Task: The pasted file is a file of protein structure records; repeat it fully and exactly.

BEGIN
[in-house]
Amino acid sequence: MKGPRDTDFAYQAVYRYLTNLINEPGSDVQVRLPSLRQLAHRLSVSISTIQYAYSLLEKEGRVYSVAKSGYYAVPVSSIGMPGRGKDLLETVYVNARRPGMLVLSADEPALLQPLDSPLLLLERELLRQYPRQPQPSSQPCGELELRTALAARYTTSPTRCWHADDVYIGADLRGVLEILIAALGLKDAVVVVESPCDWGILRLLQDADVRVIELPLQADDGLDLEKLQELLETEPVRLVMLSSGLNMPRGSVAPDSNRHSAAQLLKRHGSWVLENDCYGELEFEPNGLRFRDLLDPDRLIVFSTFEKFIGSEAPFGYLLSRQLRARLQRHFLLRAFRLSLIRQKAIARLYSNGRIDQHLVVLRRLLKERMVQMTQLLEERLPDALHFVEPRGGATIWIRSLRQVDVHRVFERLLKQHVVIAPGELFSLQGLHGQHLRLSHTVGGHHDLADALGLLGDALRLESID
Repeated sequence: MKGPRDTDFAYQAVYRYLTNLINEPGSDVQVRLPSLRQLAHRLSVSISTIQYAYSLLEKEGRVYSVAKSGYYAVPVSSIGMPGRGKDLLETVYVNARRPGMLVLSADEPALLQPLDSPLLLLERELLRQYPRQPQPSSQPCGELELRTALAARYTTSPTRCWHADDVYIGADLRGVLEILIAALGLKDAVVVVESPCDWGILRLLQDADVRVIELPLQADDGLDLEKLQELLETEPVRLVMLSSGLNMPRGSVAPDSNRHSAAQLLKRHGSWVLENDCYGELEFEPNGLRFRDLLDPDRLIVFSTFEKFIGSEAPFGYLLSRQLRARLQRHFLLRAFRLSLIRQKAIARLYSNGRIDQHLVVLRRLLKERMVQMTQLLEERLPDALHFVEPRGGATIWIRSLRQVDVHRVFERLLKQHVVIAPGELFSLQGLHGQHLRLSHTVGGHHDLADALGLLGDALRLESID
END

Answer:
[in-house]
Amino acid sequence: MKGPRDTDFAYQAVYRYLTNLINEPGSDVQVRLPSLRQLAHRLSVSISTIQYAYSLLEKEGRVYSVAKSGYYAVPVSSIGMPGRGKDLLETVYVNARRPGMLVLSADEPALLQPLDSPLLLLERELLRQYPRQPQPSSQPCGELELRTALAARYTTSPTRCWHADDVYIGADLRGVLEILIAALGLKDAVVVVESPCDWGILRLLQDADVRVIELPLQADDGLDLEKLQELLETEPVRLVMLSSGLNMPRGSVAPDSNRHSAAQLLKRHGSWVLENDCYGELEFEPNGLRFRDLLDPDRLIVFSTFEKFIGSEAPFGYLLSRQLRARLQRHFLLRAFRLSLIRQKAIARLYSNGRIDQHLVVLRRLLKERMVQMTQLLEERLPDALHFVEPRGGATIWIRSLRQVDVHRVFERLLKQHVVIAPGELFSLQGLHGQHLRLSHTVGGHHDLADALGLLGDALRLESID
Repeated sequence: MKGPRDTDFAYQAVYRYLTNLINEPGSDVQVRLPSLRQLAHRLSVSISTIQYAYSLLEKEGRVYSVAKSGYYAVPVSSIGMPGRGKDLLETVYVNARRPGMLVLSADEPALLQPLDSPLLLLERELLRQYPRQPQPSSQPCGELELRTALAARYTTSPTRCWHADDVYIGADLRGVLEILIAALGLKDAVVVVESPCDWGILRLLQDADVRVIELPLQADDGLDLEKLQELLETEPVRLVMLSSGLNMPRGSVAPDSNRHSAAQLLKRHGSWVLENDCYGELEFEPNGLRFRDLLDPDRLIVFSTFEKFIGSEAPFGYLLSRQLRARLQRHFLLRAFRLSLIRQKAIARLYSNGRIDQHLVVLRRLLKERMVQMTQLLEERLPDALHFVEPRGGATIWIRSLRQVDVHRVFERLLKQHVVIAPGELFSLQGLHGQHLRLSHTVGGHHDLADALGLLGDALRLESID